Colorado’s Energy industry is continuing to make the case that hydraulic fracturing is safe and a critical part of the state’s economy.

Major Layoffs at Oxbow Coal Mine

Oct 16, 2013
Elise Thatcher/Aspen Public Radio

Two weeks ago, the coal mine near Paonia owned by billionaire Bill Koch laid off more than half of its employees. The Koch owned Oxbow Mining company hopes to expand operations again in the future and rehire some of the workers.  In the meantime the layoffs are creating hardships for a number of communities.

“It’s very sad time around the mine, you know to lose your income and lose your job is real traumatic, so it’s very painful decision for us," says Mike Ludlow, the Executive Vice President of Oxbow’s mining operations.


  • Colorado Wind Industry Expected to Grow
  • Baca County Farmer Harvests First Hemp Crop in 56 Years
  • Government Shutdown Not Affecting Mines Yet
  • Thompson Divide Drilling Talks Suggest Deal is in the Works
  • iSeeChange - Journaling with the Hardings
Bente Birkeland/RMCR

In November, voters in several Front Range communities will consider whether to ban or delay fracking. Many of these same areas are also recovering from September's devastating flooding.

There's renewed attention on the fight over fracking thanks to Colorado's flooding. Recent figures show that 12 spills have polluted the South Platte with 37,000 gallons of oil.

Both sides of the debate were out in full force during a recent community festival for the city of Broomfield. Voters there will decide whether to pass a five-year fracking moratorium.


  • Randy Udall Found in Wyoming, Deceased
  • Body Discovered Tuesday at Colorado National Monument Ruled a Homicide
  • 38 Drought-stricken Colorado Counties Declared Drought Disaster
  • Gov Appoints Panel to Help Implement State’s New Renewable Energy Law
  • State Recall Elections Good to Go
  • What’s Cherry Days Without a Carnival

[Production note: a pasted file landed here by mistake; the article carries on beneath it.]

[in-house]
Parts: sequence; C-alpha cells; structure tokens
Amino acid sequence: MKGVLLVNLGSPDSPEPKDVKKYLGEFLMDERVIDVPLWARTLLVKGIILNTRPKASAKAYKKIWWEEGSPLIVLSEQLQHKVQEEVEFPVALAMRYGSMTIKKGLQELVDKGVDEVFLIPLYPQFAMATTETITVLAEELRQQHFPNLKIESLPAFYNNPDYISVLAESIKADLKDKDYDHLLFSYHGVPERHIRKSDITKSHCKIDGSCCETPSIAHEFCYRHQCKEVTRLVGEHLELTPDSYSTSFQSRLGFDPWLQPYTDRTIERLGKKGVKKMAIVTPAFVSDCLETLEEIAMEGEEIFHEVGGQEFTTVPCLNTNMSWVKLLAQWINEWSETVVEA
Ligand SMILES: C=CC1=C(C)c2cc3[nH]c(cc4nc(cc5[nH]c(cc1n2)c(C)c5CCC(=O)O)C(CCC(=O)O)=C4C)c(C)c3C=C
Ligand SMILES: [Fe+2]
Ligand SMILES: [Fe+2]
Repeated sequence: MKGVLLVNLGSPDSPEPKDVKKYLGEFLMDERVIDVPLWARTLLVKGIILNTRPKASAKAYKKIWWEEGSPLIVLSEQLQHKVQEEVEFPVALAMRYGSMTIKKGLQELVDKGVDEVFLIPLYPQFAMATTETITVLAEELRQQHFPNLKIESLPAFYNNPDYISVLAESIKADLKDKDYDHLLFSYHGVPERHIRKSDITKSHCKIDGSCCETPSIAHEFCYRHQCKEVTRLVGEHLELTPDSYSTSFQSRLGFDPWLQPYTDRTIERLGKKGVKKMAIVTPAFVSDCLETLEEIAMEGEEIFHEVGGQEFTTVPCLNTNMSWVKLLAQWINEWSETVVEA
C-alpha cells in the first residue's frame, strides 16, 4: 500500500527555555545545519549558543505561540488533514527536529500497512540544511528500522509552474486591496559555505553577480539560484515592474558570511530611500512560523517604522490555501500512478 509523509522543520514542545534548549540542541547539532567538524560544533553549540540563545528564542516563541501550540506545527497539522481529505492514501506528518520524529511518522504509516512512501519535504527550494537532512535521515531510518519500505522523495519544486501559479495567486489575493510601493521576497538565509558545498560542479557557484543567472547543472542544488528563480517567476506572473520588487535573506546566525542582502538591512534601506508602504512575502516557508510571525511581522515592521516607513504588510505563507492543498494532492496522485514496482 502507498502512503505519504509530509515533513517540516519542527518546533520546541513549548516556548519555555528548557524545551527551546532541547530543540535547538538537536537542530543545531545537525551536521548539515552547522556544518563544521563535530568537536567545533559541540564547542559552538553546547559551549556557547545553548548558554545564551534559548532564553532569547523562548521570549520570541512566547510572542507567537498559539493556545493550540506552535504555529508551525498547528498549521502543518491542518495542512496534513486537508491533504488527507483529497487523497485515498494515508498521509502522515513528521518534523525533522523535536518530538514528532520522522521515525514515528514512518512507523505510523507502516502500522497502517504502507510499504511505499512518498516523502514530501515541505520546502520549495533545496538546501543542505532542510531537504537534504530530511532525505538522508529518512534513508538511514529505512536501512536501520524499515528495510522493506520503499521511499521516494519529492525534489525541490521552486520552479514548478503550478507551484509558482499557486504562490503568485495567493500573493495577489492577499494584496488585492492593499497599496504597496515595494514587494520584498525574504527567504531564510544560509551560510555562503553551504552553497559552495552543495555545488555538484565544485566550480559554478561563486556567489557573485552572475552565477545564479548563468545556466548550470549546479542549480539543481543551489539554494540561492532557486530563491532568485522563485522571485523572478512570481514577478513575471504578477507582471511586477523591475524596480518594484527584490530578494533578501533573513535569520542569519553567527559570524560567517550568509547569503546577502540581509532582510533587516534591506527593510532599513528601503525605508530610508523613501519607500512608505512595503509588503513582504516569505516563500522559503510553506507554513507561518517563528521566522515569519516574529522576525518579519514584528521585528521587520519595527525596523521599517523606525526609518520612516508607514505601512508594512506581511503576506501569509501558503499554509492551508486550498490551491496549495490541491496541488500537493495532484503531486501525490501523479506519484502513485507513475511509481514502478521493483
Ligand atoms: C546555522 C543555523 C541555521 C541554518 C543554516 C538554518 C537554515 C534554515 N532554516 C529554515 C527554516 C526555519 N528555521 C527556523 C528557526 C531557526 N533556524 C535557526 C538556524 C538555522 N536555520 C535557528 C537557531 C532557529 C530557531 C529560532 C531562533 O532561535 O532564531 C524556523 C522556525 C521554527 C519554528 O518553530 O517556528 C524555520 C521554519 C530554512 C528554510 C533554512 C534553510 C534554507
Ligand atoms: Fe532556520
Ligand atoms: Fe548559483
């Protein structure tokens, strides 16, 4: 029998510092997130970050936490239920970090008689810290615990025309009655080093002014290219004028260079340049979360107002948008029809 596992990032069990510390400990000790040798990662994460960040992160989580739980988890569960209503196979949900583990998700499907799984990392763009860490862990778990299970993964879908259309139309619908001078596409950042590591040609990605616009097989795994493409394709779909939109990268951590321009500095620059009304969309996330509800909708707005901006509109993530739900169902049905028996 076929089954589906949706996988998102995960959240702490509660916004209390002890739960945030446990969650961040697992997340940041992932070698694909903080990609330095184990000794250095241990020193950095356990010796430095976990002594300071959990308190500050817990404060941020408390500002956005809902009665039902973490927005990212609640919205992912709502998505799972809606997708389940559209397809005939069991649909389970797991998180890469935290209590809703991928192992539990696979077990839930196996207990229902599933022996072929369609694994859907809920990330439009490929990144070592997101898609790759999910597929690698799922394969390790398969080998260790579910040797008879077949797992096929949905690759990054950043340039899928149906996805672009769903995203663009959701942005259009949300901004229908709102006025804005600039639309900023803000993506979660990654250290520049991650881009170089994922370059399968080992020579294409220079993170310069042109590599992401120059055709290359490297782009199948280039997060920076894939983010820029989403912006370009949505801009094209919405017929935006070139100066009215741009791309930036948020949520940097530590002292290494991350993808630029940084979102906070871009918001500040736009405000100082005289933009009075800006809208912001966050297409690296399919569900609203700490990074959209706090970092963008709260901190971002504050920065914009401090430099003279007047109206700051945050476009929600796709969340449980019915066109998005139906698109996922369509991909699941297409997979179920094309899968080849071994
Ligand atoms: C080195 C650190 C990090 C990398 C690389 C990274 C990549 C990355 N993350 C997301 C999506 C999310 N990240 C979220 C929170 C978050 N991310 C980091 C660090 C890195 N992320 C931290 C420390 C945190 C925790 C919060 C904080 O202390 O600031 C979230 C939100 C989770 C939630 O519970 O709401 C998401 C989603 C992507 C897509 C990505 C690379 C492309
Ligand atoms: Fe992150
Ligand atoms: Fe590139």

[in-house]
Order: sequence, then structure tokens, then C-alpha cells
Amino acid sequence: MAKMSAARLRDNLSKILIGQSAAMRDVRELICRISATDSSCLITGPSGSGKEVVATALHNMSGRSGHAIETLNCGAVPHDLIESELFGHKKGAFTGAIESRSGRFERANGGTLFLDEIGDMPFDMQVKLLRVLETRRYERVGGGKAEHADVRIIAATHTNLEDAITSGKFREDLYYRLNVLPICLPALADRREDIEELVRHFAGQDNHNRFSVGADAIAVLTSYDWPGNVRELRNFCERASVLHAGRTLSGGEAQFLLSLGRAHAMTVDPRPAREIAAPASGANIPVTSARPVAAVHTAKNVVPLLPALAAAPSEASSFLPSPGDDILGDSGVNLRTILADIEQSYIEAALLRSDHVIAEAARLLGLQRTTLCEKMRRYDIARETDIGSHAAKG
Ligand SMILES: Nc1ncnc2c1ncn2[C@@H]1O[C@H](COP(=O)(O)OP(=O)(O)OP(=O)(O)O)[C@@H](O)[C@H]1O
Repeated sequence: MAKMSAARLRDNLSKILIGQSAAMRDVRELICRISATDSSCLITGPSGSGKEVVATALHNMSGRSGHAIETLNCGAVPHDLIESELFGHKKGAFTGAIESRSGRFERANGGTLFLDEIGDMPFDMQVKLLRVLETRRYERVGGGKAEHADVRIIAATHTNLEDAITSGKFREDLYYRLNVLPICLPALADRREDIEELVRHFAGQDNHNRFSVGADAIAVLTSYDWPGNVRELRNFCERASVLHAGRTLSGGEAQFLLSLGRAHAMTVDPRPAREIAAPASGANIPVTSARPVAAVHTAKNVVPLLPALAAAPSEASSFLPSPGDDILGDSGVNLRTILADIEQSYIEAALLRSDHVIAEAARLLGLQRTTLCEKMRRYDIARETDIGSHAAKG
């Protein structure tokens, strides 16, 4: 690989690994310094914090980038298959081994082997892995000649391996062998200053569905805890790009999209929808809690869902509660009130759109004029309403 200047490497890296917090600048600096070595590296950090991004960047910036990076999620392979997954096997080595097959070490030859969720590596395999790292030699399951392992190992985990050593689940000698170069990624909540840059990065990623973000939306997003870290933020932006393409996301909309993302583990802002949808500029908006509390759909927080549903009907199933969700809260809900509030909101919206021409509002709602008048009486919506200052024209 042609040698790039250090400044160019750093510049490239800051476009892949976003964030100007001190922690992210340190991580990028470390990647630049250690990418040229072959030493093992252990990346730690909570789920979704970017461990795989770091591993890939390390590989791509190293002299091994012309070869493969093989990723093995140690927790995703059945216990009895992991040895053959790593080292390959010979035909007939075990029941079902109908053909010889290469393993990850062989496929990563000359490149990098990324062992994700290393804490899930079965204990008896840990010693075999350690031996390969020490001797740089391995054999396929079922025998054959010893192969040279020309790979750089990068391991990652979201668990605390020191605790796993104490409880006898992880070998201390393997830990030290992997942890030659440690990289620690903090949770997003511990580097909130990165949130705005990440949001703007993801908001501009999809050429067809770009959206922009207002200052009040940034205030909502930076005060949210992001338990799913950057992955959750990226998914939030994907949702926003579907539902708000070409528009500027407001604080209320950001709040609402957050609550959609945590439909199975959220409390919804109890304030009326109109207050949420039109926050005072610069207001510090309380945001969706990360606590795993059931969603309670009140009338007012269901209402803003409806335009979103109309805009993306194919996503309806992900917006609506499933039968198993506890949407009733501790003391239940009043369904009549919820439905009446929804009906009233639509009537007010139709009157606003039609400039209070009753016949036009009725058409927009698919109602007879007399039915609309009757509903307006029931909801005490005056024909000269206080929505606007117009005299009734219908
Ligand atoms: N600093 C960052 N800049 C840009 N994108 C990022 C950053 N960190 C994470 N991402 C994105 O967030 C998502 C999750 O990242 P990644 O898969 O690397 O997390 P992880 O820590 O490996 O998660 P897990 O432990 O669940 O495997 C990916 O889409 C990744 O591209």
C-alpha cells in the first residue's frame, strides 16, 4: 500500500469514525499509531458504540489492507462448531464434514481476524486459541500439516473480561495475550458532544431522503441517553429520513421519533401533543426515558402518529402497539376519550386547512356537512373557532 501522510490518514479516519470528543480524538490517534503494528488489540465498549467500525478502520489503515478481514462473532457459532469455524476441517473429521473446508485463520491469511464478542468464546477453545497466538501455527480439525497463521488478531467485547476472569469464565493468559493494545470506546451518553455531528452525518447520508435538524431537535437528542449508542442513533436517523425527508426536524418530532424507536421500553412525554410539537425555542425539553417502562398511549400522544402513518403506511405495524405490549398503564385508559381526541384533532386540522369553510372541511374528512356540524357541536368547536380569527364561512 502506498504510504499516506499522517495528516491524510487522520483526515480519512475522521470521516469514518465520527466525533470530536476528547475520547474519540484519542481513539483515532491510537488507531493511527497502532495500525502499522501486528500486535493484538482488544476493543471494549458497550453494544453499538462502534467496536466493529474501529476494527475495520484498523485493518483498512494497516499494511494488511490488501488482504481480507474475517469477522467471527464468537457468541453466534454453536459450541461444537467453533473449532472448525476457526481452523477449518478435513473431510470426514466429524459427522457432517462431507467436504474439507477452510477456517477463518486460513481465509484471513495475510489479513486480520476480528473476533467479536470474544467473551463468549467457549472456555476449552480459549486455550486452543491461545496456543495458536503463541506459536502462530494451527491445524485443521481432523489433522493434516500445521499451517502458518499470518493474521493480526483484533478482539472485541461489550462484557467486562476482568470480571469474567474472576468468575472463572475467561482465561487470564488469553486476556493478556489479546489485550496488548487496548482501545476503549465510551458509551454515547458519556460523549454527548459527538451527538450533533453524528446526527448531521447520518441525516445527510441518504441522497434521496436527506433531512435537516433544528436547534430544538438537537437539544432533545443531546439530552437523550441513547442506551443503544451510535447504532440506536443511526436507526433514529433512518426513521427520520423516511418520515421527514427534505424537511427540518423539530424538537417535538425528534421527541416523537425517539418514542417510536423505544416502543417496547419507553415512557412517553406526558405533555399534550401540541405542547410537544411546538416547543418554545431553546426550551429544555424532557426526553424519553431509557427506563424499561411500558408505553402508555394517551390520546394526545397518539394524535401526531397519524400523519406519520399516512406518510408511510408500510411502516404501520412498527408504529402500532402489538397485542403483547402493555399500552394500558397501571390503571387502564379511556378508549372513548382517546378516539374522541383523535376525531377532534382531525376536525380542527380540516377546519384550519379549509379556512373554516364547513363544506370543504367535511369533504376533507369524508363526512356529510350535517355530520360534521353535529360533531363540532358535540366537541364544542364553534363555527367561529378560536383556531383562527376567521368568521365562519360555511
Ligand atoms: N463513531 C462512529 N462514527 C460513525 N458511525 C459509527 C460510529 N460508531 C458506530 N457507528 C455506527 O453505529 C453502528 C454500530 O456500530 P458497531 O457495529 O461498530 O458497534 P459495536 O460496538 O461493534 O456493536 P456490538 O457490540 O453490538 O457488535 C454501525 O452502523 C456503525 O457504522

• State Supreme Court Rules for State in Lobato Lawsuit
  • Western Slope Mines must Clean-Up
  • Oxbow Mine Still Dealing with Spontaneous Combustion
  • San Diego Meeting To Focus on Colorado River Shortages
  • Plans for a Waste-to-Energy Facility in Ilium Valley
  • Colorado Moose Increasing as Herds Decline Elsewhere


  • City of Montrose installs solar energy system at wastewater treatment plant
  • Deadly Glenwood Canyon construction zone to end June 3
  • Parachute Creek tests benzene-free
  • Delta County Commissioners to announce decision on Powell Mesa hen-laying operation at hearing on Tuesday
  • Evelyn Horn on the state of birds


  • Renewable Energy bills for rural electrical associations awaits governor’s signature
  • Small plane crash-lands on Highway 50 in North Delta
  • Williams cited for leak by state
  • NASA and CU invite you to send your name to Mars (find web link below)
  • Migratory Bird Day is May 11 (find web link below)
  • Legislature to end on a High Note


  • Energy companies to pay $1 million in antitrust and false claim action
  • Former Uranium workers may get more compensation for radiation exposure
  • DOE extends comment time for new uranium mines in Mesa, Montrose and San Miguel counties
  • Visit the Uranium Leasing Program Programmatic Environmental Impact Statement Information Center at
  • Driving While Stoned Bill is Toast
  • Civil unions event planned in Denver on May 1
  • Commentary: Attack on Rights, Concerns about drones


  • Grand Mesa Fire Destroys Lodge
  • Black Canyon Hiker Falls To His Death
  • Bills Would Revamp State Oil and Gas Commission
  • Legislators Want to Mandate Renewables Increase for Rural Electric
  • BLM Favors Energy Development Companies in Thompson Divide
  • Parachute Leak Went Farther, Started Earlier Than Previously Reported
  • Tea Party, Part II. Utah Legislator Brings Freedom Rally To Colorado


  • Bill Would Fund More Oil & Gas Inspectors
  • Grand Junction Gas Explosion Causes Injuries, Evacuations
  • Parachute Hydrocarbon Leak Continues
  • Death Penalty On Table At Legislature
  • DOE Favors Uranium Leasing Continuation
  • Delta County Honors Local Veteran

Sal Pace is running for a seat in Congress in Colorado's Third Congressional District. He's currently a Democratic representative in the Colorado State House, based in Pueblo. KVNF's Ariana Brocious sat down with Pace on a recent tour through the district, to talk about his campaign platform and key issues.